Hi guys , Suppose there is a circular accelerator has the same inner structure of a linear accelerator in terms of the rings of acceleration ... The angular frequency of accelerated particles is : ω = qB/m = 2πf , and this is also the supplied current frequency ... The question is , The above formula of ω works in this case ? Sincerely , ...
Just for future references, "accelerator" topics do not belong in High Energy/Nuclear Physics. While accelerators ARE used in those fields, the area of accelerator physics deals mainly with classical E&M, and thus, belong in the Classical Physics forum, which is where this thread will be moved to. Zz.
For slow particles, that is fine. For relativistic particles, you need an additional factor of γ: ##\omega = \frac{qB}{\gamma m}## Current where?
Re: Angular Frequency Of Circular Accelerator Not sure what you are imagining here: I think of a linear accelerator like that (link) ... so the picture I get is somehow putting the rings in a circle. But this uses electric fields so... ... I'm not sure where the B comes in to it.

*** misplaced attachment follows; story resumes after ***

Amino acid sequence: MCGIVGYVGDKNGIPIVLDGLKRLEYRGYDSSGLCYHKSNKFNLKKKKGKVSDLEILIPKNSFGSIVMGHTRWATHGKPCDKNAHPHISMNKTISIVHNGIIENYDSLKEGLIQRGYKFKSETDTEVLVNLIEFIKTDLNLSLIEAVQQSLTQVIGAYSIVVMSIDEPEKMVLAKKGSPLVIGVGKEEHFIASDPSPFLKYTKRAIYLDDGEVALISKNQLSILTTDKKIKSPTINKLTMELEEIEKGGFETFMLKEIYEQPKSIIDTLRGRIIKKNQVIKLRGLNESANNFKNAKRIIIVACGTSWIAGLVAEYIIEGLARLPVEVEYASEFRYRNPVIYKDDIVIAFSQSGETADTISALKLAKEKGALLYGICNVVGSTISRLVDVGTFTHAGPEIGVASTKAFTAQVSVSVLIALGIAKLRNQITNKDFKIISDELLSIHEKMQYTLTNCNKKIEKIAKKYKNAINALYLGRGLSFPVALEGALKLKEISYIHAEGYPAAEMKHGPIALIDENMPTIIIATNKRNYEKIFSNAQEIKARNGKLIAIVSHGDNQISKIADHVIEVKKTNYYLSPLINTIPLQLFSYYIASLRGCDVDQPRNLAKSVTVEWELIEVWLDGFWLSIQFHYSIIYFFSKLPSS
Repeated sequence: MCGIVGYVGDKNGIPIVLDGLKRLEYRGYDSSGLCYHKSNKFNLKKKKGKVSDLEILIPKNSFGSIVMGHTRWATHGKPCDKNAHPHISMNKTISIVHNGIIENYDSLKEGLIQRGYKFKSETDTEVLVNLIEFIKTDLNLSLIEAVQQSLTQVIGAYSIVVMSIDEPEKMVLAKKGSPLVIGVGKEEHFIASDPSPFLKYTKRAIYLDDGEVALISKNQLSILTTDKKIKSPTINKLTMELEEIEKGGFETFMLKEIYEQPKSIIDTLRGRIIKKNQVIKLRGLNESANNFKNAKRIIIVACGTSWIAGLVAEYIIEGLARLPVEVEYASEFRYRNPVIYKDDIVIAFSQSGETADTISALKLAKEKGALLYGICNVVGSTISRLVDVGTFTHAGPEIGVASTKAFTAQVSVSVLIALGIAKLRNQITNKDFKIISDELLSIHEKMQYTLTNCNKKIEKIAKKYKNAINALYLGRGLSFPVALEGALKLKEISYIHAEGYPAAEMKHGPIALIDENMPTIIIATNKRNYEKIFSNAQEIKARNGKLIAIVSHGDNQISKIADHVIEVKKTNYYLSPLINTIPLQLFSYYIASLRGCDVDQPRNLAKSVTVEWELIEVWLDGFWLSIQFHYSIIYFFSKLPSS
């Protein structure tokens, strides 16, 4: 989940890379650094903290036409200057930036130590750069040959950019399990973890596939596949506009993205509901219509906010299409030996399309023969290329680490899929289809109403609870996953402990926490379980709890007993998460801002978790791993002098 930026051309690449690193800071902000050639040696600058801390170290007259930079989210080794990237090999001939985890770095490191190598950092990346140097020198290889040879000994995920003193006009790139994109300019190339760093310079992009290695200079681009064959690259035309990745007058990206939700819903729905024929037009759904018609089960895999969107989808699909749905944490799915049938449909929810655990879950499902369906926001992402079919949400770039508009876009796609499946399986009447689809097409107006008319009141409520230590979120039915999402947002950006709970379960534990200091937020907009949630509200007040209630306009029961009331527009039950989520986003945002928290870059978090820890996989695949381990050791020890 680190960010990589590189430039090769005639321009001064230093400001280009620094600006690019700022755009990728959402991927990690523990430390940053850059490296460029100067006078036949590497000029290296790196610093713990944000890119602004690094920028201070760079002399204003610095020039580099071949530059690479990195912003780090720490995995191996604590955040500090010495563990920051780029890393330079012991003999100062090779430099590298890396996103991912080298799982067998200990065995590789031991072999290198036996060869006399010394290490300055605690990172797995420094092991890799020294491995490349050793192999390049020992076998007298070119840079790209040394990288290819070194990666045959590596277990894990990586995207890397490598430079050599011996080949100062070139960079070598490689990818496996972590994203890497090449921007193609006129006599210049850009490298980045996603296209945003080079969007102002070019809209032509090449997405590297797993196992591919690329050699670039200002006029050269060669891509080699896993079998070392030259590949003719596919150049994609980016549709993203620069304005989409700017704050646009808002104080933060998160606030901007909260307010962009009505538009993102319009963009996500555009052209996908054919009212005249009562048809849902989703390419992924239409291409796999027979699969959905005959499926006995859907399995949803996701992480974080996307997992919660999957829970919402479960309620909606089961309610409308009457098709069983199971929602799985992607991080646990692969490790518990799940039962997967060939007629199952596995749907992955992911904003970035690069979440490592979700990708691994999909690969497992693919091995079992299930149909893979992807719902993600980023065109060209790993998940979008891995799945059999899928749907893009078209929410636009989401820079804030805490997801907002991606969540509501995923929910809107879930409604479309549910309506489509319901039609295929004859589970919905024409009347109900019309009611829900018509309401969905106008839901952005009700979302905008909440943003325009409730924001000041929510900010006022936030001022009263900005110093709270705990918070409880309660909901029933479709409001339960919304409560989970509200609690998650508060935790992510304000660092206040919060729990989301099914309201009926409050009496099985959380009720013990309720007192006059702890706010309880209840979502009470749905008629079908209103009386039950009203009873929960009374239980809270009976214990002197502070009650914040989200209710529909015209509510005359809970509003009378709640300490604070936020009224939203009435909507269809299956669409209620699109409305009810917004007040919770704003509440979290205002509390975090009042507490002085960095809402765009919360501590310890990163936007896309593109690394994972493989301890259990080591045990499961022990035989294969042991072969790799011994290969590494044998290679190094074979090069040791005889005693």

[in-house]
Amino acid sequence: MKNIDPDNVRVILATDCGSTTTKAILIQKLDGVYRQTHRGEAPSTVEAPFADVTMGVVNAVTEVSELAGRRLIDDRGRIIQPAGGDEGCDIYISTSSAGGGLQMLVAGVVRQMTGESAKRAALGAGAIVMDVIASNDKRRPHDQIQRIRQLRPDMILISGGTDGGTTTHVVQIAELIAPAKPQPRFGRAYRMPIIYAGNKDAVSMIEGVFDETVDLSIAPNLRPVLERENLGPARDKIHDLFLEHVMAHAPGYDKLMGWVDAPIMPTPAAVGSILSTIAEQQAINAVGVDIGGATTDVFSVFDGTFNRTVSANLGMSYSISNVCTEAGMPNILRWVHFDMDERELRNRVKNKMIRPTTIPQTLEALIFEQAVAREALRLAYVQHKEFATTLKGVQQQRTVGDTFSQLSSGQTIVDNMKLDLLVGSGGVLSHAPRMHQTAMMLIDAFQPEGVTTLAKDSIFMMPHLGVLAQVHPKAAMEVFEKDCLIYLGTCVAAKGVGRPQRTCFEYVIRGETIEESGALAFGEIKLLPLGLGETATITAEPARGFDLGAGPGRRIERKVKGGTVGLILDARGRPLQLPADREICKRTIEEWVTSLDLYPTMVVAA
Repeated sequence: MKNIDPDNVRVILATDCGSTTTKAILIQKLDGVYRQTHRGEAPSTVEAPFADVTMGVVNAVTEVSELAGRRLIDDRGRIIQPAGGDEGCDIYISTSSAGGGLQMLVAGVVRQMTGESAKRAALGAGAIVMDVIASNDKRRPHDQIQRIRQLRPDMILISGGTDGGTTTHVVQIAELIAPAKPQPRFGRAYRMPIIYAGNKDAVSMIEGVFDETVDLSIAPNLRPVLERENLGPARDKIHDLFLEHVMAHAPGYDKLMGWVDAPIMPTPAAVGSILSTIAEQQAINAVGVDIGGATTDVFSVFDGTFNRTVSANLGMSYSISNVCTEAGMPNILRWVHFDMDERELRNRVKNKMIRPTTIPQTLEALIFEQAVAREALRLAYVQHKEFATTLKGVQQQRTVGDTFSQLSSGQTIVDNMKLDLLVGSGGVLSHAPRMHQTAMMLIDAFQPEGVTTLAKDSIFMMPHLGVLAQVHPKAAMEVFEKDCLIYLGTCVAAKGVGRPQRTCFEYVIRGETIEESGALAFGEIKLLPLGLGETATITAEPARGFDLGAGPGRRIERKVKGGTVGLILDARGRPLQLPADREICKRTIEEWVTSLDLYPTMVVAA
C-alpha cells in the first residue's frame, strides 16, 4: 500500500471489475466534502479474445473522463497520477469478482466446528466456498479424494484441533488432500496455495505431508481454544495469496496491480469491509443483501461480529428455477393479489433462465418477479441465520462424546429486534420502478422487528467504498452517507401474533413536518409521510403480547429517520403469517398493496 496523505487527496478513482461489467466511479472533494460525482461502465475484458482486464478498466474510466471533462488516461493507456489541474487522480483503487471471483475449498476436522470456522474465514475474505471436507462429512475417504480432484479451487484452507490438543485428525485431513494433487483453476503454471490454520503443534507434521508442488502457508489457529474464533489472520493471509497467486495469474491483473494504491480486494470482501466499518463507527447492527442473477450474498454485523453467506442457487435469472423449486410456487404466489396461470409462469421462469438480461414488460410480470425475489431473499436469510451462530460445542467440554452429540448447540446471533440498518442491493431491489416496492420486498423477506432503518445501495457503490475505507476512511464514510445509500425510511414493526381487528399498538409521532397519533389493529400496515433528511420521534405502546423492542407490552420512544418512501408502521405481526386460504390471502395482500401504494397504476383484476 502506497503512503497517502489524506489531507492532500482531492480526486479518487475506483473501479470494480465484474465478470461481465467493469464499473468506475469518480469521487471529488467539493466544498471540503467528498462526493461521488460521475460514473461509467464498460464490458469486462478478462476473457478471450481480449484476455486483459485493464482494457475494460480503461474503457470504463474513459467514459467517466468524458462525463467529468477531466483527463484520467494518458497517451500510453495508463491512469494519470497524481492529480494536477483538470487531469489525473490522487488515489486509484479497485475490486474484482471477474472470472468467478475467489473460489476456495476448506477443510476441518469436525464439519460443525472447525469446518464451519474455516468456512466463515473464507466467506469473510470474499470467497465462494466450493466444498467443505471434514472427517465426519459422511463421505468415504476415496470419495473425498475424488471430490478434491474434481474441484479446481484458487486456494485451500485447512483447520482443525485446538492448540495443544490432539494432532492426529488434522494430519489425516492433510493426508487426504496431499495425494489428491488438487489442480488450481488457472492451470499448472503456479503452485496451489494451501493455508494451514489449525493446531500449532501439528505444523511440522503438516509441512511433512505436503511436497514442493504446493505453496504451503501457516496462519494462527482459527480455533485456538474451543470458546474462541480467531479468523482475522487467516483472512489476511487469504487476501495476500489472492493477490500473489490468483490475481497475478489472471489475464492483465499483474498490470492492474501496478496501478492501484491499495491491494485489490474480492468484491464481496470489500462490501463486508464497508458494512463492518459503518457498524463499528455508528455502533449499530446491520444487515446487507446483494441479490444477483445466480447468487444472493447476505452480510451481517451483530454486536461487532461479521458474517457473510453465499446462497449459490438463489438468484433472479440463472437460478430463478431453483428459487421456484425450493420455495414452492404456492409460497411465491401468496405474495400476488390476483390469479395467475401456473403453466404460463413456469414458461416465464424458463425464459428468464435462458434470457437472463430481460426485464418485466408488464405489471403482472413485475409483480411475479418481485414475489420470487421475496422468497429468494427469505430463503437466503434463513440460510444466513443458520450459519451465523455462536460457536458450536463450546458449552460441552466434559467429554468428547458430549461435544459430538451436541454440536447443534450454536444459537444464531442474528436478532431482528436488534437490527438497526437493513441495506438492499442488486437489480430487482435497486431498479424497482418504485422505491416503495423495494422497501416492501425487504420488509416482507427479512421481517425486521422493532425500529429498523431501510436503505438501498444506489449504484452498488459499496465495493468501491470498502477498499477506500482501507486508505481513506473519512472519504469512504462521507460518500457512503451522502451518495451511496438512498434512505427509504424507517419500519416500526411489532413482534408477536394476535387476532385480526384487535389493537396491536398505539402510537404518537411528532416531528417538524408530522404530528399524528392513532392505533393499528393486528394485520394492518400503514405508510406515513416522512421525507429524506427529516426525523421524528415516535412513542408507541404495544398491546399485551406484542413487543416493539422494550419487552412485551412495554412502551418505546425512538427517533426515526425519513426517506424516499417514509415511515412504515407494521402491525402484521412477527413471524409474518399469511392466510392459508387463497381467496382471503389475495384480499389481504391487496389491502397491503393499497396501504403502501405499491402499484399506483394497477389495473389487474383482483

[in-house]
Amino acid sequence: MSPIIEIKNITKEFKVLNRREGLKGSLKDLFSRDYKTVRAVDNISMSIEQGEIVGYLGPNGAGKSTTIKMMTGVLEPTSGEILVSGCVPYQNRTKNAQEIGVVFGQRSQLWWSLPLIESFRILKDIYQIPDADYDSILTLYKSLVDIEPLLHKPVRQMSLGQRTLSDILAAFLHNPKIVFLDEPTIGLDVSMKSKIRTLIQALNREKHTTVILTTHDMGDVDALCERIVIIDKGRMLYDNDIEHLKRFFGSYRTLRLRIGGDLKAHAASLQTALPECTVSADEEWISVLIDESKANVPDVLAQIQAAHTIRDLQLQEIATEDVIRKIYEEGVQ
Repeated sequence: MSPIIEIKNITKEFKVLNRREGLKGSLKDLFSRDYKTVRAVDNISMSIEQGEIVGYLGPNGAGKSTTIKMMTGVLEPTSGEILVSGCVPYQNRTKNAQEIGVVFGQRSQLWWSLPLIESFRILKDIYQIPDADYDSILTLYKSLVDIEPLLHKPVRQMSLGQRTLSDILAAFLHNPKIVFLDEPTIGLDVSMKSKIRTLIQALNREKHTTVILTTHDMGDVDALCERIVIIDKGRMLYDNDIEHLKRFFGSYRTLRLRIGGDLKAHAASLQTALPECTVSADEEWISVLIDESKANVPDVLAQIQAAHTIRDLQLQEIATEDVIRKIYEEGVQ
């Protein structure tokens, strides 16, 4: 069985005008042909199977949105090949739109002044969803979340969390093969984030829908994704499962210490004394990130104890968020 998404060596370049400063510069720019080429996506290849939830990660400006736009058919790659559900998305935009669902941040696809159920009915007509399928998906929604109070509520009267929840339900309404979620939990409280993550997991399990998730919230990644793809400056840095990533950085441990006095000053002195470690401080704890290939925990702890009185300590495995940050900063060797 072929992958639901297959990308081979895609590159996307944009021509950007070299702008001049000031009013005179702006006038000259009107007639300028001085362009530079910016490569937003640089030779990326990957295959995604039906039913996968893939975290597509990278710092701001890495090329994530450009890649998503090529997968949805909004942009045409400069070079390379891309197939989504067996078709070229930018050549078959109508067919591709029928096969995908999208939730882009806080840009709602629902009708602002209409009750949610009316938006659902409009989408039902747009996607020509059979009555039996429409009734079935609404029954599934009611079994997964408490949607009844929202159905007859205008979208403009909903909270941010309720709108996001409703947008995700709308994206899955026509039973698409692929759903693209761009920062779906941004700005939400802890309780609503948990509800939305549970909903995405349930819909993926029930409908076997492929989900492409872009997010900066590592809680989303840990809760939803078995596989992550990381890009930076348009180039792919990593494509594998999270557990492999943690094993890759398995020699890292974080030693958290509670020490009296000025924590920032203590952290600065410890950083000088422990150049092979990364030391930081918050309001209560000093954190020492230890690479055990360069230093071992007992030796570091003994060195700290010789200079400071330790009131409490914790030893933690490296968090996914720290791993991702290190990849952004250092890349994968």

That is extremely vague. The connection to the electrical grid? That can be any frequency (or even DC), it does not matter as long as you know it in advance. The electricity for dipole magnets? That depends on the energy of the particles in the ring. In storage rings, it is constant. If the energy of the particles increases, the current has to increase in most setups, too. The electricity for kicker magnets? Varies with the beam and the setup. The electricity for other magnets? Depends on the magnets. The electricity for radio-frequency cavities? Those cavities need radio frequency as input, where the frequency depends on the cavity geometry. @greswd: It comes from the modified reaction of particles to forces: ##F_T=\gamma m a_T##. The mass of particles is constant, "relativistic mass" is something you find in outdated text books only.
yes I mean the current ( electricity ) that I apply on the accelerator . According to what I understand , The angular frequency of moving particles is equal to the angular frequency of the current which is applied on the accelerator , is equal to : ω = q*B/m = 2*π*f , where ( f ) is the frequency of the current , right ? If it was right , It is for one particle , So for all particles .. should I multiply with ( N ) the total number of particles ?
You do know that circular accelerators do not move electrons the way you are describing here's don't you? Zz.
yes I know how cyclotron , synchrotron , betatron .. etc. works I suppose another design for circular accelerator
As mentioned before, that is not a useful description. In that case, you should describe it first. I agree with ZapperZ.